Ducks hope to tune out the noise in Game 3 against the Calgary Flames
Defenseman Sami Vatanen, who missed Game 2 of the Ducks’ first-round playoff series against the Calgary Flames because of an upper-body injury, participated in the team’s morning skate Monday and might return for Game 3 Monday night at the Scotiabank Saddledome. The Ducks will take a 2-0 series lead into the game.
Vatanen’s spot in the lineup on Saturday was filled by Korbinian Holzer, who had never before played a Stanley Cup playoff game. Holzer played 13 minutes and 5 seconds in the Ducks’ 3-2 victory at Honda Center.
Coach Randy Carlyle said he planned to consult with Vatanen and with the team’s training staff to see if the Finnish defenseman is able to play Monday night.
“I thought he looked pretty good,” Carlyle said. “For us, it’s about getting healthy bodies back. We’re not going to put people in situations they cannot have success at, and ultimately, it’s the player’s decision on whether he’s ready to play or not.”
Carlyle said the team’s series lead didn’t necessarily give him latitude in waiting to restore Vatanen to the lineup and that he considered the game their most important of the season (at least until the next one). “We play our best players,” he said.
Those who play Monday night are sure to face a hostile crowd that will loudly support the locals. The Flames missed the playoffs last season but returned by earning one of two Western Conference wild-card berths this spring.
The Ducks say they’re prepared for fans to be raucous and for the Flames to draw inspiration from those cheers.
“We want to go out there and play our game and not worry so much about what they’re going to do,” said Ducks center Ryan Getzlaf, whose likeness is on a banner hanging in the arena to commemorate his career with the junior-level Calgary Hitmen. “We know they’re going to have energy. They’re going to come out hitting, those kinds of things. We’ve just got to respond the right way, as usual.”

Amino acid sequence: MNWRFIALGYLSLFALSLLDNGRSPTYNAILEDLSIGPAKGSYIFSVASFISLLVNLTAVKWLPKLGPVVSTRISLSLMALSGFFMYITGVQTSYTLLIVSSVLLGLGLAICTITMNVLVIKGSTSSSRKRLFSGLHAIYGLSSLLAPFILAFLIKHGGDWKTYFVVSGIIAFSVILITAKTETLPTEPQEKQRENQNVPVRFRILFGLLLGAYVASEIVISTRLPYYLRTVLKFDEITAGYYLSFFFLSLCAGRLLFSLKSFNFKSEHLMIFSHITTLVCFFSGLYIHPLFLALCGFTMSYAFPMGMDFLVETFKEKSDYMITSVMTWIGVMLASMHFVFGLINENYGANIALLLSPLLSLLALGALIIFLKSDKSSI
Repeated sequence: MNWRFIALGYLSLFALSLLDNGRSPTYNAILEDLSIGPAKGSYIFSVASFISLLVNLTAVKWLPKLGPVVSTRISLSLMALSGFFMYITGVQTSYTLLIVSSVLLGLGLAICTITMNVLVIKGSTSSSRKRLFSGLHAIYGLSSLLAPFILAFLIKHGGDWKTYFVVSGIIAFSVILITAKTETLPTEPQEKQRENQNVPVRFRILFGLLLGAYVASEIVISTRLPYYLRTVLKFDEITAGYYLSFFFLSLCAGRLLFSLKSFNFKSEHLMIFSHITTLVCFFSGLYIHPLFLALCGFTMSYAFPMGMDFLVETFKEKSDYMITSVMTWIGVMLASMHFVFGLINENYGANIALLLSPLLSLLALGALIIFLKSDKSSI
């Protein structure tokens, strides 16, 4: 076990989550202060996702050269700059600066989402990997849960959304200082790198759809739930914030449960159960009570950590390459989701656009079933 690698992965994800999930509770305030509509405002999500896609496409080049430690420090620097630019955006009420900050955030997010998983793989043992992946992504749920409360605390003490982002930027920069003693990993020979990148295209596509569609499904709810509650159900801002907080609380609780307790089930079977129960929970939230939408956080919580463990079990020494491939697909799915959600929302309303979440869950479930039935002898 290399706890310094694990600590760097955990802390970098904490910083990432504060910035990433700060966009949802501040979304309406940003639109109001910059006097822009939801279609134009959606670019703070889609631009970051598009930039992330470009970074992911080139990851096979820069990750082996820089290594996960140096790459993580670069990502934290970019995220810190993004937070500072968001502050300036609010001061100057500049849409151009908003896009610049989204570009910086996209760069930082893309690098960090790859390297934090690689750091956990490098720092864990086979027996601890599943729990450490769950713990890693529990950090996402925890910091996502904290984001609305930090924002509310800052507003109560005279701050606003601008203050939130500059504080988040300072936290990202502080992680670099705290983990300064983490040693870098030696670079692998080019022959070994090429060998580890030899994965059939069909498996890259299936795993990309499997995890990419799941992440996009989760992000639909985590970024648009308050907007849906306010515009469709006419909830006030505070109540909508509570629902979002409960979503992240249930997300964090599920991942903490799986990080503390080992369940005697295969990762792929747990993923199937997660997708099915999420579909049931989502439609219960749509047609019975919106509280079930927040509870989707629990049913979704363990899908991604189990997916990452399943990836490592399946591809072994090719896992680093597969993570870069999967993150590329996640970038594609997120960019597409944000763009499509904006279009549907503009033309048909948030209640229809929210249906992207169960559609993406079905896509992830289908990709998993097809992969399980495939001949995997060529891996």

That means maintaining their composure no matter how loud the fans are or what happens in the game. Historically, keeping their cool has been a problem for the Ducks, but Getzlaf said this group isn’t the same as its predecessors.
“We’ve been developing. I’ve said along the year I thought we developed into dealing with that adversity a lot differently,” he said. “And that includes those things, in different buildings.”
Defenseman Josh Manson also said the Ducks’ poise will be crucial to their success.
“I think you’ve just got to keep the emotional roller coaster to a minimum,” he said. “There’s going to be those peaks and there’s going to be those valleys and you’re going to feel like all the momentum is on their side. Two minutes later it could be on your side again. I think it’s just limiting the highs and lows and finding that even keel.”
Carlyle said he’s confident the team’s most experienced players will be able to handle whatever happens, and that the younger players will follow that lead.
“If you look at it, it’s something that you’re going to have to be accustomed to if you’re in the playoffs, and with veteran players, they don’t look at it as different,” Carlyle said. “The distractions and the noise and all that is something that you just turn the page at because I guarantee you most of them don’t even hear it. They’re just immune to it because they’re out there focusing on what they can control and what they have to do.
“That’s most important — don’t be caught up in the emotions of what’s going on because the crowd is going to scream every time they think there’s a penalty that should be called. That’s just the way it is. That’s how these buildings are. Specifically in Canada they’re even more revved up, because they’ve got stronger opinions.”
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